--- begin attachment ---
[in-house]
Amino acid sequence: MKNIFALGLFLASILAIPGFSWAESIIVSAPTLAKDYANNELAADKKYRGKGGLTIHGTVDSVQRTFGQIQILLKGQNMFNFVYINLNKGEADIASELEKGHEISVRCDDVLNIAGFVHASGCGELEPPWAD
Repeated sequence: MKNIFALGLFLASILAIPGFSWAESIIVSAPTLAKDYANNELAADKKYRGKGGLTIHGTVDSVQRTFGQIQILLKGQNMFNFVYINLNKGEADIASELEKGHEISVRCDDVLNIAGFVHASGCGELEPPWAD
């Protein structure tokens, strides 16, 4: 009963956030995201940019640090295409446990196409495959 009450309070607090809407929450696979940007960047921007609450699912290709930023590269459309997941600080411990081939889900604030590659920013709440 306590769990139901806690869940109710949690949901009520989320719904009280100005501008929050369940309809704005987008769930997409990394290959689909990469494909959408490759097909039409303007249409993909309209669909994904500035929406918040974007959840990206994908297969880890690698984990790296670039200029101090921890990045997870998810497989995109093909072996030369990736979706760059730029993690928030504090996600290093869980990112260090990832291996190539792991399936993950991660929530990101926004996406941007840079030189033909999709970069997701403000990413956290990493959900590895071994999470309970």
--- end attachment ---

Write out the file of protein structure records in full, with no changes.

[in-house]
Amino acid sequence: MKNIFALGLFLASILAIPGFSWAESIIVSAPTLAKDYANNELAADKKYRGKGGLTIHGTVDSVQRTFGQIQILLKGQNMFNFVYINLNKGEADIASELEKGHEISVRCDDVLNIAGFVHASGCGELEPPWAD
Repeated sequence: MKNIFALGLFLASILAIPGFSWAESIIVSAPTLAKDYANNELAADKKYRGKGGLTIHGTVDSVQRTFGQIQILLKGQNMFNFVYINLNKGEADIASELEKGHEISVRCDDVLNIAGFVHASGCGELEPPWAD
């Protein structure tokens, strides 16, 4: 009963956030995201940019640090295409446990196409495959 009450309070607090809407929450696979940007960047921007609450699912290709930023590269459309997941600080411990081939889900604030590659920013709440 306590769990139901806690869940109710949690949901009520989320719904009280100005501008929050369940309809704005987008769930997409990394290959689909990469494909959408490759097909039409303007249409993909309209669909994904500035929406918040974007959840990206994908297969880890690698984990790296670039200029101090921890990045997870998810497989995109093909072996030369990736979706760059730029993690928030504090996600290093869980990112260090990832291996190539792991399936993950991660929530990101926004996406941007840079030189033909999709970069997701403000990413956290990493959900590895071994999470309970």